[OSM-talk] Board decision on Crimea complaint

Markus selfishseahorse at gmail.com
Fri Dec 14 13:16:57 UTC 2018


As long as state borders need to fulfil ground truth and broad
international recognition, which are in conflict with each other, this
inevitably requires arbitrary decisions.

It seems to me that the solution that agrees the most with our
principle of ground truth is to abandon the broad international
recognition criterion and to set up independent and verifiable
criteria for states (or rather admin:level=2 boundaries).

I'd suggest to adopt the first three criteria of Article 1 of the
Montevideo Convention [1] (also known as the declarative theory of
statehood [2]), which are

  1. a permanent population,
  2. a defined territory,
  3. a government.

(I'd leave out the fourth criterion – capacity to enter into relations
with the other states – because it leaves too much room for
interpretation.)

[1]: https://en.wikipedia.org/wiki/Montevideo_Convention
[2]: https://en.wikipedia.org/wiki/Sovereign_state#Declarative_theory

Regards
Markus


On Tue, 11 Dec 2018 at 13:43, Vladimir Agafonkin <agafonkin at gmail.com> wrote:
>
> On Tue, Dec 11, 2018 at 12:52 PM Guillaume Rischard <openstreetmap at stereo.lu> wrote:
>>
>> The on-the-ground rule has served us well on disputed borders: there is no other reasonable and possible alternative. Creating an exception in Crimea, without any justification, opens Pandora’s box.
>
>
> All of these statements are misleading. If Crimea is an exception, how is the ground-truth rule applied in South Osetia and Abkhazia, both of which are included in the Georgia boundary which has absolutely no control over those territories (de-facto controlled by Russia)? Why is Transnistria included in the boundaries of Moldova? Why does the Cyprus boundary include a large area fully controlled by Turkey? What police and tax authority is there in large areas of Iran and Iraq controlled by ISIS, and why are these areas still included in the respective countries?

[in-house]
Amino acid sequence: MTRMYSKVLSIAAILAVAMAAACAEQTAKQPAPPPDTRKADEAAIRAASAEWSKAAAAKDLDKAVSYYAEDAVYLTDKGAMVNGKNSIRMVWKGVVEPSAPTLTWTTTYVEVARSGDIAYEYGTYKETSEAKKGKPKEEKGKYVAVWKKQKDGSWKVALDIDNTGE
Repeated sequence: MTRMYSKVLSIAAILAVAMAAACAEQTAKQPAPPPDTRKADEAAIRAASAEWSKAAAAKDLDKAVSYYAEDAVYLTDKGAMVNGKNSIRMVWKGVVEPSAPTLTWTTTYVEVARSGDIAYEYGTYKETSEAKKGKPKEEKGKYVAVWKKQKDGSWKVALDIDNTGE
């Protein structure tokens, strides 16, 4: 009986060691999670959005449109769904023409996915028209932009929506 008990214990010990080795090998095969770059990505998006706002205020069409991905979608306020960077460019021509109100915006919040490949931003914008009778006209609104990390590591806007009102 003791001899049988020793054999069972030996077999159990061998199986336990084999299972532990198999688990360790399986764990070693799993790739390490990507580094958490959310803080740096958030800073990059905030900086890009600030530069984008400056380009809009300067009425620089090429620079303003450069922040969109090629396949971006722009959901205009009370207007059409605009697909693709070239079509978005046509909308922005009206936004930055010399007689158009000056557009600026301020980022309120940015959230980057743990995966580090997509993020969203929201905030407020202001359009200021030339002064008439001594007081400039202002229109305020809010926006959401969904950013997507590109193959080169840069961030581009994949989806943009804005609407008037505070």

>
> The only major difference in those cases compared to Crimea is that applying the ground-truth rule there would require mapping respective areas as independent countries. But — big surprise! — OSM community by convention limits the list of countries to those recognized by the UN, because, as it turns out, a country is a political entity after all. How ironic is that?
>
> In practice, OSM never fully adhered to the ground truth rule when it comes to country boundaries, but at least the policy was vague enough to make arbitrary decisions, with either "ground truth" or "widely internationally recognized" bit taking precedence depending on how the DWG members feel about the world on a particular day. Pretending OSM is out of politics when solving an inherently political issue does not help, because then you take a political side implicitly (becoming a welcome tool of Russian regime propaganda in this case).
>
> There are reasonable and possible alternatives, such as this in-progress disputed boundaries proposal, but due to the complexity and emotional charge of the issue, fleshing them out to a practical consensus will take a considerable time. Until such a common ground is found, the most practical thing you can do is to revert to a balance point that prevents never-ending edit wars and worked well in practice for the last 5 years. It's unfortunate that this issue wasn't taken seriously in that period, but hopefully this crisis, however damaging, will facilitate coming to a universal solution soon.



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